Van Wyck kicks off Christmas

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Parade Saturday; Lighting of the Way on Sunday

By Julie Graham

In its first year as a town, Van Wyck will be ringing in the holiday spirit this weekend with a Christmas parade at noon Saturday and candle-lighting worship event beginning at 4:30 p.m. Sunday.
The parade will celebrate South Carolina’s youngest town with Mayor Sean Corcoran and town council members Bob Doster, Xavier Kee, Richard Vaughan and Cassandra Watkins as grand marshals.
The float was built by Vaughan, a Van Wyck native sworn into office a few weeks ago. Humbled by his new position and promising plenty of Christmas spirit aboard the float, he wanted to help mark the first Van Wyck Christmas parade as a newly incorporated town.
“We are now officially a town,” Vaughan said. “It’s history being made.”
The ninth annual parade, organized by Pat Oglesby and the Van Wyck Community Development Club, begins at the Van Wyck Post Office at the corner of Old Hickory and Steele Hill roads, and follows Old Hickory to the Van

Wyck Community Center. Santa and Mrs. Claus are the grand finale.
The parade is open to anyone who would like to participate, Oglesby said, and many throw candy. From the Indian Land High School marching band and car clubs to horseback riders and church floats, there are about 40 entries, she said.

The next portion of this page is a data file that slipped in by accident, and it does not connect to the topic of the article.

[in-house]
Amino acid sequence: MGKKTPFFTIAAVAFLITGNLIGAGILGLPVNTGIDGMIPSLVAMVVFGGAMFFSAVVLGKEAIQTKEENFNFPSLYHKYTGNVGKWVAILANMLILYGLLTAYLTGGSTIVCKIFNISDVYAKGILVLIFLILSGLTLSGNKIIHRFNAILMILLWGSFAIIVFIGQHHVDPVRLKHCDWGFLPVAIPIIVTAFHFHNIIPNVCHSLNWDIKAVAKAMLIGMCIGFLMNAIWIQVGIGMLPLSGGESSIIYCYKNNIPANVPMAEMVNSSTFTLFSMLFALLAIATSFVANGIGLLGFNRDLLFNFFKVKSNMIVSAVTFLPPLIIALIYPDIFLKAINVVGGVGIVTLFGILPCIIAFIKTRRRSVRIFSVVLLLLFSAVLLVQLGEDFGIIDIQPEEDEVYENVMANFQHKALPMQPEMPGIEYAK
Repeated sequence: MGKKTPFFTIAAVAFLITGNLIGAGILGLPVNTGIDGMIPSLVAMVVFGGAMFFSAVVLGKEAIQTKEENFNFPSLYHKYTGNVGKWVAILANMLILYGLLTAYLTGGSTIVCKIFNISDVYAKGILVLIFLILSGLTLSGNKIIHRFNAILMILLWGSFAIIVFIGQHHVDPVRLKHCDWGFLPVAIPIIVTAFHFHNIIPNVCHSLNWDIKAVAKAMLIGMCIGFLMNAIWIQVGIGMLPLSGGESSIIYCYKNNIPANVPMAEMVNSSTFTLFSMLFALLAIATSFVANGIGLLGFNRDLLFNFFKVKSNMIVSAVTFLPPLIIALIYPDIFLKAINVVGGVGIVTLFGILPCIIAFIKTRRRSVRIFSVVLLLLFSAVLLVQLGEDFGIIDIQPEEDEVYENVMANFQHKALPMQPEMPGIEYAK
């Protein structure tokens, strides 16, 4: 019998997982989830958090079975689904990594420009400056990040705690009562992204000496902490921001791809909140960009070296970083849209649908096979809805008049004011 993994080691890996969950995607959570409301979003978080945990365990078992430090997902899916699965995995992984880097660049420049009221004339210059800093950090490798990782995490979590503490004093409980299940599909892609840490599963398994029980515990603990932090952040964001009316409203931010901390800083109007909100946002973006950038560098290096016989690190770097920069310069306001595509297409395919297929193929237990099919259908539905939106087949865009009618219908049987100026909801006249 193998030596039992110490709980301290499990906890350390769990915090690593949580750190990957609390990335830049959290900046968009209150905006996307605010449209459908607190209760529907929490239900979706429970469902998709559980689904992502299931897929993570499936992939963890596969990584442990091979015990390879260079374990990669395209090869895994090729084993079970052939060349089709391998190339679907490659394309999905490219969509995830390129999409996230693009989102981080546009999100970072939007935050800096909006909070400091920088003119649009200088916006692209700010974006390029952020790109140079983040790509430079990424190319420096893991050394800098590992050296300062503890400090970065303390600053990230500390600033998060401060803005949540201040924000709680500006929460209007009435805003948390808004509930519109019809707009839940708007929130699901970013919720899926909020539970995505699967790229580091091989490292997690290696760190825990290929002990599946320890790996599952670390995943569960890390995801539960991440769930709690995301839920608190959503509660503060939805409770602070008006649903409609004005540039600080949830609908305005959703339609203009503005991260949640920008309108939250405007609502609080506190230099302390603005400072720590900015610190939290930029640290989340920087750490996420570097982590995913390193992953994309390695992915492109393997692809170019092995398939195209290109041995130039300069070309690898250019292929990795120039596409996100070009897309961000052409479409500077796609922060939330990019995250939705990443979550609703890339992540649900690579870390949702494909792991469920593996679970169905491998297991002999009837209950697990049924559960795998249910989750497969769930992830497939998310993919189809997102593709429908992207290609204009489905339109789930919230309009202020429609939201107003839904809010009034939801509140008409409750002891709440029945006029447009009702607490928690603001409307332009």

“It’s a fun parade,” said Oglesby, who enjoys seeing the entrants’ creativity.
After the parade, there is a reception where Santa meets children, and barbecue is sold by Wilbur’s Last Ride BBQ of Lancaster.

Lighting of the Way
During Christmastime, the streets of Van Wyck are lined with hundreds of candle poles as churches of various denominations come together to celebrate the Advent season.
In 1993, Van Wyck began the tradition of The Lighting of the Way, modeled after an event in a historic town near Niagara Falls, N.Y. Claudia Thompson, chairwoman of the Van Wyck Woman’s Club event, visited Niagara on the Lake and brought the idea home.
“It was there that I saw the residents, after having a celebration on the street and all the shops were open, they lit candles and walked, singing Christmas carols, to the nursing home to carol to the residents,” Thompson said.
Van Wyck al-tered the event to visit churches. Hundreds of candles are lit along the road as participants travel from church to church to hear short sermons, sing Christmas hymns and enjoy other Christ-themed programs.
Thompson and other organizers regard the multi-faith lighting event as an important coming together of the community to experience each other’s faith and hospitality.
The lighting opens with songs by the choir of Gold Hill AME Zion Church and welcome and prayer at the crossroads of Old Hickory and Steele Hill roads.
The event then takes participants through four Van Wyck churches – Van Wyck Presbyterian, Van Wyck United Methodist, Trinity Presbyterian and White Oak AME Zion.
A special tradition to Thompson is when the lively choir and musicians at White Oak give it their all in a poignant rendition of the African-American spiritual song “Go Tell It on the Mountain.” The song is usually sung last when all participants of different faiths have succumbed to the joyous atmosphere and stand together, clapping and swaying to the beat.